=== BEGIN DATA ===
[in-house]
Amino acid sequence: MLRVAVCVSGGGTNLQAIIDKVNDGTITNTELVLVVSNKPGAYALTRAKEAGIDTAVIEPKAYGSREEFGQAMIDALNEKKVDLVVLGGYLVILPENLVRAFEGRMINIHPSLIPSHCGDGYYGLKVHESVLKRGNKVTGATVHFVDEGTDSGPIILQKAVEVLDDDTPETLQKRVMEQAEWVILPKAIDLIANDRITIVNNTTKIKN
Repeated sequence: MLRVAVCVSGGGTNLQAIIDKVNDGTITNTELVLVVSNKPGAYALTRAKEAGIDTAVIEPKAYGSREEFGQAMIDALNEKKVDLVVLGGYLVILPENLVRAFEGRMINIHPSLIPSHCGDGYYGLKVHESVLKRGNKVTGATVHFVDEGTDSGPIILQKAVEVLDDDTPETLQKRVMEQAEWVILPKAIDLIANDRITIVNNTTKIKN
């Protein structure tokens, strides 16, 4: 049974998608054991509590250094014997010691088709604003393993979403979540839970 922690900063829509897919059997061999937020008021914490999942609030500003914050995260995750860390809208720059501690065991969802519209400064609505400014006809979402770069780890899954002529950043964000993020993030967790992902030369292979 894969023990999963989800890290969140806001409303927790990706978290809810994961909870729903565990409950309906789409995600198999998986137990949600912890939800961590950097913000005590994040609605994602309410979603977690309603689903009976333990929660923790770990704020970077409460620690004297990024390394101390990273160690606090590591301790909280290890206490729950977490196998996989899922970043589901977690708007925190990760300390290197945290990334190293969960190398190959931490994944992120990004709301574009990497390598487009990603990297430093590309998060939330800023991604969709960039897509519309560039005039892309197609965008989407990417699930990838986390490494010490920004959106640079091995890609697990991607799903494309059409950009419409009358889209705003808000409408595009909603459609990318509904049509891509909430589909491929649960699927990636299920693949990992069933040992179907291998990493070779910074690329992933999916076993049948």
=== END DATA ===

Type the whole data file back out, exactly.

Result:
[in-house]
Amino acid sequence: MLRVAVCVSGGGTNLQAIIDKVNDGTITNTELVLVVSNKPGAYALTRAKEAGIDTAVIEPKAYGSREEFGQAMIDALNEKKVDLVVLGGYLVILPENLVRAFEGRMINIHPSLIPSHCGDGYYGLKVHESVLKRGNKVTGATVHFVDEGTDSGPIILQKAVEVLDDDTPETLQKRVMEQAEWVILPKAIDLIANDRITIVNNTTKIKN
Repeated sequence: MLRVAVCVSGGGTNLQAIIDKVNDGTITNTELVLVVSNKPGAYALTRAKEAGIDTAVIEPKAYGSREEFGQAMIDALNEKKVDLVVLGGYLVILPENLVRAFEGRMINIHPSLIPSHCGDGYYGLKVHESVLKRGNKVTGATVHFVDEGTDSGPIILQKAVEVLDDDTPETLQKRVMEQAEWVILPKAIDLIANDRITIVNNTTKIKN
């Protein structure tokens, strides 16, 4: 049974998608054991509590250094014997010691088709604003393993979403979540839970 922690900063829509897919059997061999937020008021914490999942609030500003914050995260995750860390809208720059501690065991969802519209400064609505400014006809979402770069780890899954002529950043964000993020993030967790992902030369292979 894969023990999963989800890290969140806001409303927790990706978290809810994961909870729903565990409950309906789409995600198999998986137990949600912890939800961590950097913000005590994040609605994602309410979603977690309603689903009976333990929660923790770990704020970077409460620690004297990024390394101390990273160690606090590591301790909280290890206490729950977490196998996989899922970043589901977690708007925190990760300390290197945290990334190293969960190398190959931490994944992120990004709301574009990497390598487009990603990297430093590309998060939330800023991604969709960039897509519309560039005039892309197609965008989407990417699930990838986390490494010490920004959106640079091995890609697990991607799903494309059409950009419409009358889209705003808000409408595009909603459609990318509904049509891509909430589909491929649960699927990636299920693949990992069933040992179907291998990493070779910074690329992933999916076993049948």